The Nationals, having lost their formerly safe Northern Rivers seat of Ballina to the Greens at the March election have been spooked but a blanket ban on CSG in any area hits at investment security across the nation as surely as Victorian Premier Daniel Andrew’s decision to tear up the contracts for Melbourne’s $6.8 billion East West Link.
The decision by NSW Nationals leader and deputy Premier Troy Grant may have something to do with the shrill anti-CSG campaign mounted on the Leftist anti-social media networks but the Nats have traditionally shown more backbone.
NSW Minerals Council CEO, Stephen Galilee, said expressed alarm at the move yesterday.
“Calls for an end to CSG drilling in the Northern Rivers region are concerning,” he said, “because the chief proponents are the anti-mining Greens who have used fear and misinformation to whip up community uncertainty about CSG in order to generate opposition to mining more generally. The Greens agenda to end the NSW resources industry would result in tens of thousands of job losses, devastate regional communities, and put NSW into recession.
“With the right policy settings, the resources sector can continue to underpin the strength of the NSW economy for many decades to come. The International Energy Agency predicts that global electricity demand could double by 2035 and that coal is likely to fuel more of that supply than either oil or gas for the foreseeable future. This is because coal is superabundant, easy and safe to move, and it is cheap compared to other energy options.”
The activists have as usual relied heavily on hysteria generated by the anti-fracking lobby in the US and falsehoods peddled in emotional pseudo-docos like the recently produced Frackman, which was hyped by the taxpayer-funded ABC and funded with the assistance of the Australian taxpayer.
Naturally, it made no mention of the fact that fracking has been practised widely in the US and Canada since 1947 and in South Australia, Western Australia and Queensland without incident since the late 1960s.
Just last week, the US Environmental Protection Agency released a draft assessment of a study on fracking which concluded that “hydraulic fracturing activities have not led to widespread, systemic impacts on drinking water resources”.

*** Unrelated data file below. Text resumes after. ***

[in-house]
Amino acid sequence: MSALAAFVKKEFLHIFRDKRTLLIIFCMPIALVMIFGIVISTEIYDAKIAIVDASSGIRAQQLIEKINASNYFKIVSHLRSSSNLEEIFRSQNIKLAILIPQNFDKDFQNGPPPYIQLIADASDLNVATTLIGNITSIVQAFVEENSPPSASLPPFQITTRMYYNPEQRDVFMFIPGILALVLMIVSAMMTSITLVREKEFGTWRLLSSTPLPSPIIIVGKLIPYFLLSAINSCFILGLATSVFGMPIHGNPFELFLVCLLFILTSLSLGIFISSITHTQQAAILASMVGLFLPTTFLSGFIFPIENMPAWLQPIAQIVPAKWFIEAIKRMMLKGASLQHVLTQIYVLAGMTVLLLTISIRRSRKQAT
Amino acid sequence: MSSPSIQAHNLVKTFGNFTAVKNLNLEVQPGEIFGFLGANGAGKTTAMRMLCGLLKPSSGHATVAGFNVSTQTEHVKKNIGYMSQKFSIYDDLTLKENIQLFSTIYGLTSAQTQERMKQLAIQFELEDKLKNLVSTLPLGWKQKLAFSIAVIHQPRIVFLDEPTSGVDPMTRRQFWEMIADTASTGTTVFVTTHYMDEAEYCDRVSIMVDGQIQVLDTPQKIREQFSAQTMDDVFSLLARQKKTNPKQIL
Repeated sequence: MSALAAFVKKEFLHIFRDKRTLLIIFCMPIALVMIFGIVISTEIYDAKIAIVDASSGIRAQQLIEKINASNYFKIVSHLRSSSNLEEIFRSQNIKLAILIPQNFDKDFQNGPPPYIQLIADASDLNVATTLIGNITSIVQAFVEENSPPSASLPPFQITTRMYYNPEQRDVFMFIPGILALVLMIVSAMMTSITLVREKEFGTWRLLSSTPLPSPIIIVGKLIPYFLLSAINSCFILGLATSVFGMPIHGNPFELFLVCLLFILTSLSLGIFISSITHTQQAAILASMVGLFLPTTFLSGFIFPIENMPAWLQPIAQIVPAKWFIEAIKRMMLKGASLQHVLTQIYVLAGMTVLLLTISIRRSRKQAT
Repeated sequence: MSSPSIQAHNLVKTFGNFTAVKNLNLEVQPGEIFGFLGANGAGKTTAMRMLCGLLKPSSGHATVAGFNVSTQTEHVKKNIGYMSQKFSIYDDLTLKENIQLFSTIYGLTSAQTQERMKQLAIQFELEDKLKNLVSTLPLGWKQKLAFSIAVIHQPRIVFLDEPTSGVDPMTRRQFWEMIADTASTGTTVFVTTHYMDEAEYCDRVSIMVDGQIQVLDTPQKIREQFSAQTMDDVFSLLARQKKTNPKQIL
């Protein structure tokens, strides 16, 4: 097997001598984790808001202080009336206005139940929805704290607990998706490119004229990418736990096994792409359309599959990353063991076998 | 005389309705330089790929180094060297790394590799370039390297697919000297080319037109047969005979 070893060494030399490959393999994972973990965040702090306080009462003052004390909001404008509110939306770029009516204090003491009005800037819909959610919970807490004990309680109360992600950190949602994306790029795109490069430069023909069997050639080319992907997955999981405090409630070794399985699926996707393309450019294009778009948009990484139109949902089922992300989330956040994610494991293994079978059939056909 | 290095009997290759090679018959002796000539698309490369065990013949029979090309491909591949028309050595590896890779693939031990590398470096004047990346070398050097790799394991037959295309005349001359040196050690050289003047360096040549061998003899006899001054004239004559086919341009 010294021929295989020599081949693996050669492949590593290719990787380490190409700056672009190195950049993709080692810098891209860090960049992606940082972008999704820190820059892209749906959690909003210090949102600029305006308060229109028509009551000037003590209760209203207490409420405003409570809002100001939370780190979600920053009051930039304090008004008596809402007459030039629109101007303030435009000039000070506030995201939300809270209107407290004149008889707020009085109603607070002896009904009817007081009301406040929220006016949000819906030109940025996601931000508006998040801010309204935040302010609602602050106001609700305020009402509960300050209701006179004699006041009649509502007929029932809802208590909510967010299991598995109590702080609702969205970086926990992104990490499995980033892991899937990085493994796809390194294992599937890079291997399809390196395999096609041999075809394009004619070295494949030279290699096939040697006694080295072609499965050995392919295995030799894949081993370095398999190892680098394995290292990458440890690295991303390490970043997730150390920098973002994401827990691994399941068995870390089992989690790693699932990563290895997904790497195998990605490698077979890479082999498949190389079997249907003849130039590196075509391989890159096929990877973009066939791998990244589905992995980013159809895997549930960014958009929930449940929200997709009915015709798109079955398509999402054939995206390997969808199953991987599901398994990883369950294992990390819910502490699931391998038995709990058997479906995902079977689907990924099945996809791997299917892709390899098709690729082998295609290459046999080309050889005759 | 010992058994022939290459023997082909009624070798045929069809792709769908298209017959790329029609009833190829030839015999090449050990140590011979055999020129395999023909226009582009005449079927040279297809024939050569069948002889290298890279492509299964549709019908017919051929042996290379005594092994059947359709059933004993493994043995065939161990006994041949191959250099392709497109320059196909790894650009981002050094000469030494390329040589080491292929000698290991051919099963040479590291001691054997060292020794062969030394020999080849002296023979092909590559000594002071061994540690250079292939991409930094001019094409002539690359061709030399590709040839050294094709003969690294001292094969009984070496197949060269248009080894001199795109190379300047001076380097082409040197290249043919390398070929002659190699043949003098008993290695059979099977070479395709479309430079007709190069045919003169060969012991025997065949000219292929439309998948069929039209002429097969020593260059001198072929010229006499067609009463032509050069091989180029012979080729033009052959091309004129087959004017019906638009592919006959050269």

Thomas A. Burke, the EPA’s science advisor and deputy assistant administrator of EPA’s Office of Research and Development, acknowledging that potential water vulnerabilities exist said the study was intended to help identify those vulnerabilities so the nation could take measures to reduce risks and better protect its water.
The evidence gathered by five-year, multi-million dollar study underscored the reality that in the US, fracking is being conducted safely under the environmental stewardship of state regulators and industry best practices.
The EPA, following a congressional request, studied all aspects of the use of water in fracking, from the acquisition of the water, chemical mixing at the well, injection of fracturing fluids, the collection of fracturing wastewater, and wastewater treatment and disposal.
There is no reason why Australian environmental regulators and CSG operators could not follow the same practises and permit ordinary Australians to enjoy the economic benefits of a thriving CSG industry.
The Australian public has been lured down a very dangerous path the koala-suited extremists.
Renewable energy is not the answer for this nation.
Solar, windpower, even hydro, are inherently unreliable. There are cloudy days, there are windless days and there are droughts. Those are the facts the Greens will not face.
We have an abundance of coal, a cheap source of energy, and we have gas. The Greens are opposed to the use of both forms of fuel – and, of course, they hate uranium, which is probably the best long-term fuel available and again, a mineral which is found here in copious quantities.
Thanks to the Greens and Labor, taxpayers are still being slugged billions to keep the renewable energy sector afloat through generous subsidies, most of which are sent to offshore manufacturers.
On a cost-basis, the renewable energy alternatives just don’t stack up.
The Nationals haven’t helped by caving in to the apocalyptic Greens on CSG.
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Posted by JR at 12:43 AM